Cancer

Cancer is a group of over 200 different diseases in which abnormal cells multiply uncontrollably, destroying body tissues or functions. Cancer can form in almost any place in the body and each cancer is named for the tissue type or organ in which it begins. 

The most common types of cancer (other than basal cell skin cancer and squamous cell skin cancer) are breast cancer, lung cancer, prostate cancer, colon and rectal cancer, and melanoma.

Cancer has various symptoms and is treated in different ways depending on the type. Treatments include surgery, chemotherapy, radiation, and immunotherapy.

One in two men and one in three women are expected to develop cancer (not including skin cancer) over the course of a lifetime.

Frequently Asked Questions

  • What causes cancer?

    For a normal cell to become a cancer cell, a series of genetic mutations needs to take place. Environmental or medical radiation, carcinogens, infections, genetic makeup, can raise your risk of mutations. Some substances and exposures directly damage DNA, while lifestyle factors (e.g. poor diet or lack of physical activity) can increase cancer risk by decreasing immune defenses. Recent data shows that the metastatic process is mainly caused by epigenetic factors.

  • Does nicotine cause cancer?

    Whether or not nicotine directly causes cancer remains unclear, but it’s well established that it’s an addictive ingredient in tobacco products. Research also suggests that nicotine may play a role in accelerating cancer growth. Smoking tobacco or using smokeless tobacco products exposes you to cancer-causing substances and can weaken the immune system, making it harder to fight the disease.

  • How does cancer kill you?

    Cancer cells can divide uncontrollably and may locally invade or spread at distance and affect important organs, such as the lungs or liver, or interfere with body functions and systems that are essential for survival. Cancer cells are also good at evading the immune system and can go undetected by the body’s built-in defenses.

  • How many stages of cancer are there?

    Most types of solid cancer have four stages. Stage 1 is the least advanced and stage 4 is the most advanced with the worst prognosis. A common system that is used to determine the stage of solid tumors is the TNM system. It assigns values after tests have evaluated the primary tumor (T value), whether or not it has spread to lymph nodes (N value), and whether or not it has spread to other areas of the body (M value).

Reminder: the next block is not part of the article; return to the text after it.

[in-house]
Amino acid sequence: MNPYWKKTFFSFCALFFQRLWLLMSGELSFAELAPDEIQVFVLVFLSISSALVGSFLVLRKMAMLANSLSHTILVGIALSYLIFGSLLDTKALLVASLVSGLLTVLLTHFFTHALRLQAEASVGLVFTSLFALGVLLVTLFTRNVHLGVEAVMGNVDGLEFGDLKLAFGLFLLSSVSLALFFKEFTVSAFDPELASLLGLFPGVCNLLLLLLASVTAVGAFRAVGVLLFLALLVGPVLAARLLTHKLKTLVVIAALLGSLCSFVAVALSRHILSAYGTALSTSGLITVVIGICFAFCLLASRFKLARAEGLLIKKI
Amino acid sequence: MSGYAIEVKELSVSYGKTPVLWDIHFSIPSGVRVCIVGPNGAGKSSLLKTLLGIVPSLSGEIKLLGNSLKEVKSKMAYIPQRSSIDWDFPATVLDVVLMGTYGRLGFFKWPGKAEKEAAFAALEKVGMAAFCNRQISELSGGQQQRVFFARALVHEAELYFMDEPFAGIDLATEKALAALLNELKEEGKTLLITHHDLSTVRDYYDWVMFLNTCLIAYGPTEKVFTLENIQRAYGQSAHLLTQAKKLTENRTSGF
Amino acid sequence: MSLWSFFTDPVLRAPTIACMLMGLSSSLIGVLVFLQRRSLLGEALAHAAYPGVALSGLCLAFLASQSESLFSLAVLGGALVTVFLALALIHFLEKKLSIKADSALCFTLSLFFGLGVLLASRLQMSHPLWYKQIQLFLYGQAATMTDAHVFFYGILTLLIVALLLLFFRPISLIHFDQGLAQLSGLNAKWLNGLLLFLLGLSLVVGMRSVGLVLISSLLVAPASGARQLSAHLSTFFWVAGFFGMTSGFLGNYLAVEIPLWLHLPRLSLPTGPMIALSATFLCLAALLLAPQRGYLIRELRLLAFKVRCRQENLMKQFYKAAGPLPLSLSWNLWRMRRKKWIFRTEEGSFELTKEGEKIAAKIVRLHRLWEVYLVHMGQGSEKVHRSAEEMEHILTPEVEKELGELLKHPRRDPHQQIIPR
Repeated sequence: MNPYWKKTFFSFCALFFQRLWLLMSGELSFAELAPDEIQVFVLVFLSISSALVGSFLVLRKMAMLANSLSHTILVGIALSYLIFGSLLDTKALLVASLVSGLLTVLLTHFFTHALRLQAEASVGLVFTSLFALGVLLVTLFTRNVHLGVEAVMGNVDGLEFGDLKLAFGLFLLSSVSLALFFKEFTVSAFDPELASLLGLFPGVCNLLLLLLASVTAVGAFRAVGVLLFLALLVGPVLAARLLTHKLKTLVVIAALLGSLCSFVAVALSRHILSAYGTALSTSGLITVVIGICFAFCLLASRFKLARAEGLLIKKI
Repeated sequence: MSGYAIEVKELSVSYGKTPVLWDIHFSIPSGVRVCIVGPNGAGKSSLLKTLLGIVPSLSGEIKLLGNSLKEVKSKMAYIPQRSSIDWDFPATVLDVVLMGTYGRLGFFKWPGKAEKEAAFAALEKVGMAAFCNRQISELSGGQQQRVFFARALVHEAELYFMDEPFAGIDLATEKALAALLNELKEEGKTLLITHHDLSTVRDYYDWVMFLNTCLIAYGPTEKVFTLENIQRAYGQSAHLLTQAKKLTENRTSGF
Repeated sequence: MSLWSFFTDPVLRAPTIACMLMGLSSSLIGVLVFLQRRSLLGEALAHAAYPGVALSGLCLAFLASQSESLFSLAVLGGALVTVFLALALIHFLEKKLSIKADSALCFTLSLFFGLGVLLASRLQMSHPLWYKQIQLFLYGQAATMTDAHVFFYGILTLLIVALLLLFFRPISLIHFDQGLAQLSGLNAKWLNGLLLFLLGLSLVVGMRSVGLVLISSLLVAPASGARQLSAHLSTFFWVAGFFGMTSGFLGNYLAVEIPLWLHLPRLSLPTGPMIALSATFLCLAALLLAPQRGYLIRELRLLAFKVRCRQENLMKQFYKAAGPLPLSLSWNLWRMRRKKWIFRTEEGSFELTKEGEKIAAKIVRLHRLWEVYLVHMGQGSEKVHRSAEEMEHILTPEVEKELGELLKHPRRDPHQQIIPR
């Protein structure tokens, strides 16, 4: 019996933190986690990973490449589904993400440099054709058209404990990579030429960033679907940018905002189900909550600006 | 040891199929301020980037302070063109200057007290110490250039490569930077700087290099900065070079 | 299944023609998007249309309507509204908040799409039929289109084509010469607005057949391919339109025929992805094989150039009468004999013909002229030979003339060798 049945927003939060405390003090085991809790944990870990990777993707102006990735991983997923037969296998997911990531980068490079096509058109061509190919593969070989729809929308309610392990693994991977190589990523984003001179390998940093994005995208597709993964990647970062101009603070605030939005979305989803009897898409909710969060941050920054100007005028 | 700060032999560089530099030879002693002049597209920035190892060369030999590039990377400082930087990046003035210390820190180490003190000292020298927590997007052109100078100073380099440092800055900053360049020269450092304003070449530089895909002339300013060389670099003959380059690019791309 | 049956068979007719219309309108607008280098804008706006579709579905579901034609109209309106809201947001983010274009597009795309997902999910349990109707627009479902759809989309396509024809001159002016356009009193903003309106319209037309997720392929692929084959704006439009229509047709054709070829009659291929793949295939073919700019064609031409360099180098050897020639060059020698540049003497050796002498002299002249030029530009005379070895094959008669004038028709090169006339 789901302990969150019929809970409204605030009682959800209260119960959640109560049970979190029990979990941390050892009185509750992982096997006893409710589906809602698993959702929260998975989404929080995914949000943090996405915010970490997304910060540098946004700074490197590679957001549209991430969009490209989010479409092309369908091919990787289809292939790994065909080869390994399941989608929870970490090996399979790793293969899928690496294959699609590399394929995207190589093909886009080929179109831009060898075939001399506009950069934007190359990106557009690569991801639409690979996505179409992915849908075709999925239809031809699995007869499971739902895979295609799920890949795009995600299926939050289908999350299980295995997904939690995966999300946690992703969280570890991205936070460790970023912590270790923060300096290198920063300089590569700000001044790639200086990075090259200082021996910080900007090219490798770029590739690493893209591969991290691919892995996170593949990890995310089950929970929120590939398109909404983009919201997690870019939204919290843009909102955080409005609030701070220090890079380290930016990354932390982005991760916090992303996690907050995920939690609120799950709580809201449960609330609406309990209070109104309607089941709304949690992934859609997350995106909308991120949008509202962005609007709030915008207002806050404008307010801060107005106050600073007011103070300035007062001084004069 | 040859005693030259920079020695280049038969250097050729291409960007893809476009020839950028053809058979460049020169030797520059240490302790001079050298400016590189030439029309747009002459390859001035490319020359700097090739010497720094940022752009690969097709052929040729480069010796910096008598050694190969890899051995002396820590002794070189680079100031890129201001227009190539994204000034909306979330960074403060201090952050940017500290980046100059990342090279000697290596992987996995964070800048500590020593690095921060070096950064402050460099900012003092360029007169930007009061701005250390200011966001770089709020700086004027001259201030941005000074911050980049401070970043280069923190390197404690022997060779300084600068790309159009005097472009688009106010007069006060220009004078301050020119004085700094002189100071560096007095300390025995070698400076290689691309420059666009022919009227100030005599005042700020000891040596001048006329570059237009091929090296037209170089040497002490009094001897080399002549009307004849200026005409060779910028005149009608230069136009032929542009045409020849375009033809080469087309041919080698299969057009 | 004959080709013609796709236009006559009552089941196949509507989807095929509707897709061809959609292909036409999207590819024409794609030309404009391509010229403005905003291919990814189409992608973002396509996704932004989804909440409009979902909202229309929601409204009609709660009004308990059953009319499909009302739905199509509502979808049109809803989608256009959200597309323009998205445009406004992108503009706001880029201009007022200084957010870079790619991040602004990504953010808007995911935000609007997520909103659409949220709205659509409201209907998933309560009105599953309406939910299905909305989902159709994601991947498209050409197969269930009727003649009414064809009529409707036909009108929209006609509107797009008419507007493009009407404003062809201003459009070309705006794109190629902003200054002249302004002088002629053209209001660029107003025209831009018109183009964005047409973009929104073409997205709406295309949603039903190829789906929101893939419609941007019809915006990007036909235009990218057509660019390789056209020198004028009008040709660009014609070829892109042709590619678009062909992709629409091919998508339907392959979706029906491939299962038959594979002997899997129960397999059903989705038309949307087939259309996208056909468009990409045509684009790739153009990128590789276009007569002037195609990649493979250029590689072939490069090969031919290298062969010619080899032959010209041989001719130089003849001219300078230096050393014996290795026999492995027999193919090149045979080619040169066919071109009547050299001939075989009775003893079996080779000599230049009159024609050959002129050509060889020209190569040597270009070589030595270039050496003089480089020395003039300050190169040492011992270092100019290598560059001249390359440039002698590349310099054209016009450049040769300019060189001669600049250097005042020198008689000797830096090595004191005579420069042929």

• How do you prevent cancer?

    Things you can do to help reduce your risk of cancer are to quit or avoid smoking, limit alcohol, exercise regularly, use sun protection, eat a healthy diet high in fruits and vegetables and low in red meat, practice safe sex, and check your home for radon to see if you need a radon mitigation system.

  • Can a blood test detect cancer?

    They can contribute to a cancer diagnosis, but, in general, are not used to definitely diagnose. Tests may include a complete blood count, a blood chemistry profile, tumor markers, and circulating tumor DNA (currently used only for research purposes). In some forms of blood cancer, other tests like flow cytometry, immunoelectrophoresis, and cytogenetic analysis are used.

  • Is cancer hereditary?

    Most cancers are related to gene mutations that are acquired and are not inherited. However, in 5% to 10% of cases, cancer is related to a family cancer syndrome that can be inherited. Inherited family syndromes are often mutations in tumor suppressor genes that control how quickly cells divide and when they die.

Key Terms

Page Sources
Verywell Health uses only high-quality sources, including peer-reviewed studies, to support the facts within our articles. Read our editorial process to learn more about how we fact-check and keep our content accurate, reliable, and trustworthy.
  1. National Cancer Institute. Common cancer types. Updated September 25, 2020.

  2. American Cancer Society. Lifetime risk of developing or dying from cancer. Updated January 13, 2020.

  3. Aytes A, Giacobbe A. NSD2 is a conserved driver of metastatic prostate cancer progression. Nat Commun. 2018 Dec 5;9(1):5201. doi:10.1038/s41467-018-07511-4

  4. McDonald OG, Li X. Epigenomic reprogramming during pancreatic cancer progression links anabolic glucose metabolism to distant metastasis. Nat Genet. 2017 Mar;49(3):367-376. doi:10.1038/ng.3753

  5. Sanner T, Grimsrud TK. Nicotine: carcinogenicity and effects on response to cancer treatment – a review. Front Oncol. 2015;5. doi:10.3389/fonc.2015.00196

  6. American Cancer Society. Questions people ask about cancer. Updated 

    National Cancer Institute. What is cancer? Updated February 9, 2015.

  7. American Cancer Society. Family cancer syndromes. Updated January 4, 2018.

Additional Reading